Whilst creating my Pokemon Yellow SNES cart, I noticed that the music sounded a bit strange, but not enough to immediately cause concern – once I compared it to the original played on a Gameboy, I was sure I had made a mistake connecting stuff up – the sound was just too high pitched, and even the gameplay felt slightly off. In fact, it turns out that the speed of the clock isn’t exactly the same as the original Gameboy – this is due to the Super Gameboy (SGB) using a value derived from the clock speed of the SNES itself, rather than its own internal one:
The original Super Game Boy is known to play the game program and its audio 2.4% faster than other Game Boy hardware. This is due to the use of the Super NES’s clock speed divided by 5, which ends up being 4.295 MHz instead of 4.194 MHz. The timing issue can be rectified by adding an appropriate crystal to the Super Game Boy and disconnecting the Super NES’s clock source.
Here’s a YouTube video highlighting the difference in speed between the two. This issue has been fixed in the Super Gameboy 2, however these were only released in Japan and are normally quite difficult to find for a reasonable price (at least in the UK!). Knowing this, I got to work modifying my SGB to run at the right speed. Required components are as follows:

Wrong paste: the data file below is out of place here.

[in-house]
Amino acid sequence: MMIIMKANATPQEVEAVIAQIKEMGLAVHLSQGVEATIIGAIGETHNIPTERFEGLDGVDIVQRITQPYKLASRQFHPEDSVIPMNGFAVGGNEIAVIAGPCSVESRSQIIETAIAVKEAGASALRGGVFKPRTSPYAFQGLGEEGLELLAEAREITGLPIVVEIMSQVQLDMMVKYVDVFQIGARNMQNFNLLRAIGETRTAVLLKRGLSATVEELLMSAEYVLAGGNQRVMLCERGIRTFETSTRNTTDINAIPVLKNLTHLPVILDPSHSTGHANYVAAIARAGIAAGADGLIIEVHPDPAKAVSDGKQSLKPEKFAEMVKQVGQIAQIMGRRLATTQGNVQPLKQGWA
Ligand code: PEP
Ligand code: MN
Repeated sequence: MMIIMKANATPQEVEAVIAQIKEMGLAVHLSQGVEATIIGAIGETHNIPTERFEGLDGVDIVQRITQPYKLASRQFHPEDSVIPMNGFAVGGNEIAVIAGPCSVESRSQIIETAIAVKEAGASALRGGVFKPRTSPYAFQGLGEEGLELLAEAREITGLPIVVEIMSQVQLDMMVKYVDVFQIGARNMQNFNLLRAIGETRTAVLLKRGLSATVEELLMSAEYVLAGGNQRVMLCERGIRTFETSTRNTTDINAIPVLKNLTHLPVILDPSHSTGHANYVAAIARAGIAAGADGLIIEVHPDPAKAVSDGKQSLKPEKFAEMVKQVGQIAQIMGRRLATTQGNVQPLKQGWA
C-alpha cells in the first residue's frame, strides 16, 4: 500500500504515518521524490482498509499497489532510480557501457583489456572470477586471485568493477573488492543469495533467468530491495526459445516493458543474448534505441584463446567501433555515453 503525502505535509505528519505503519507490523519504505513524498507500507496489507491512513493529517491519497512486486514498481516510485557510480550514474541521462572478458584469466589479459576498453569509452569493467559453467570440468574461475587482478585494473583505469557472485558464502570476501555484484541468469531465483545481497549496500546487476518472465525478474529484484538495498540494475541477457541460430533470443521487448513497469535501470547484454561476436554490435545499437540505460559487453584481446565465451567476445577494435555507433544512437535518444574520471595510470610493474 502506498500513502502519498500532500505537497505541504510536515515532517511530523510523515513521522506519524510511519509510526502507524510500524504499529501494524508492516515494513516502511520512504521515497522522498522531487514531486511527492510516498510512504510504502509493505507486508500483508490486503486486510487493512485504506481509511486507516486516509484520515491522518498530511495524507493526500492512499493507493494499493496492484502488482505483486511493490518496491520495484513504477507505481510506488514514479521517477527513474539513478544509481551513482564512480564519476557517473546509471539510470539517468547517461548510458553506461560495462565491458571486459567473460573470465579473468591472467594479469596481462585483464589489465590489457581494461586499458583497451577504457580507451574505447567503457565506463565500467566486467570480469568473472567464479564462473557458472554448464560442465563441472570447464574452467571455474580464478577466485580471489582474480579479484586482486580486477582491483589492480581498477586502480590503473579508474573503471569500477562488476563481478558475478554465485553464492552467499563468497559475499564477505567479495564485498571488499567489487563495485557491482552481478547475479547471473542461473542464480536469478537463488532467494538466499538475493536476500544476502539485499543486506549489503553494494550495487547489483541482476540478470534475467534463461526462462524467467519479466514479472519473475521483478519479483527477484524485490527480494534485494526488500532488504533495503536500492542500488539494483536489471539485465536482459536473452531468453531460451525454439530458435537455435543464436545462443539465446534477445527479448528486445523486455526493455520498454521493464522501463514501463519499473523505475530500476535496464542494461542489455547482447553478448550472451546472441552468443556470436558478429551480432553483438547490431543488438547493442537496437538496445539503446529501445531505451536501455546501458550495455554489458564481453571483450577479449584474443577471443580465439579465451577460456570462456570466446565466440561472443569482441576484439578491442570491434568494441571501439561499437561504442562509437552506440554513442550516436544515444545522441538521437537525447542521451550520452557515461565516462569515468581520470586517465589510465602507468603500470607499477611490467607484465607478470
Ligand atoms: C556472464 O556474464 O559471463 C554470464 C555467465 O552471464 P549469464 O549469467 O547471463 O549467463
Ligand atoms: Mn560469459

- Super Gameboy cartridge.
- Small Gamebit screwdriver.
- Small Philips Screwdriver.
- 1x 4.194304 MHz Crystal Oscillator.
- 2x 15-33pf Capacitors (I used caps with a value of 22 picofarads).
- 1x 1M Ohm Resistor.
- Kynar wire for connecting the components to the SGB PCB – this is helpful as the pins on the SGB-CPU1 are very small. I used some light equipment wire from Maplin for the ground connection as it was a different colour, but Kynar should work fine as well.
- Hot glue and/or electrical tape for securing everything together.
- (optional) Small piece of Strip/Breadboard to assemble components on. You could also solder them directly onto the SGB PCB, but this puts more pressure on the chip legs, and we don’t want them breaking off!
All the components above can be found on eBay or your local electronics shop. The components don’t require a specific orientation, they can be soldered in either direction. I’m using the circuit design from this diagram that the ever helpful TmEE created – this was taken from a thread on the Sega 16 forum:
There are a few clarifications to make – we don’t need to cut the trace pin 3 on the KD2-R chip, as we will be lifting both pin 73 and 74 from the SGB-CPU which has the same effect. Secondly, the values of the two capacitors don’t need to specifically be 27pf, any between 15 and 33pf should work fine. I found these tips in the Sega 16 forum post linked above.